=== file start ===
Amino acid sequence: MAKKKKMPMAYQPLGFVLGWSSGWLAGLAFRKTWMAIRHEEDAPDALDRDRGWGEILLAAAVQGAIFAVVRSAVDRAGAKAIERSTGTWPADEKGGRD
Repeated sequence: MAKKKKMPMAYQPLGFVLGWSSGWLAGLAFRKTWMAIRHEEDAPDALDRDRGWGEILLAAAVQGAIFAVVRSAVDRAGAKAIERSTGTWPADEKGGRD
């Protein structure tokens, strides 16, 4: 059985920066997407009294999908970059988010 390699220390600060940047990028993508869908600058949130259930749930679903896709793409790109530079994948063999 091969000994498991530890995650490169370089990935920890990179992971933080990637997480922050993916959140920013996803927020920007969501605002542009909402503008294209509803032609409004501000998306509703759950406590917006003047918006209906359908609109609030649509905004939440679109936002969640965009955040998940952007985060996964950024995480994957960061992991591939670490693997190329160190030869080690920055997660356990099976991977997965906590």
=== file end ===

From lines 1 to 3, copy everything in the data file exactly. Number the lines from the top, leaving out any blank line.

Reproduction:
Amino acid sequence: MAKKKKMPMAYQPLGFVLGWSSGWLAGLAFRKTWMAIRHEEDAPDALDRDRGWGEILLAAAVQGAIFAVVRSAVDRAGAKAIERSTGTWPADEKGGRD
Repeated sequence: MAKKKKMPMAYQPLGFVLGWSSGWLAGLAFRKTWMAIRHEEDAPDALDRDRGWGEILLAAAVQGAIFAVVRSAVDRAGAKAIERSTGTWPADEKGGRD
């Protein structure tokens, strides 16, 4: 059985920066997407009294999908970059988010 390699220390600060940047990028993508869908600058949130259930749930679903896709793409790109530079994948063999 091969000994498991530890995650490169370089990935920890990179992971933080990637997480922050993916959140920013996803927020920007969501605002542009909402503008294209509803032609409004501000998306509703759950406590917006003047918006209906359908609109609030649509905004939440679109936002969640965009955040998940952007985060996964950024995480994957960061992991591939670490693997190329160190030869080690920055997660356990099976991977997965906590």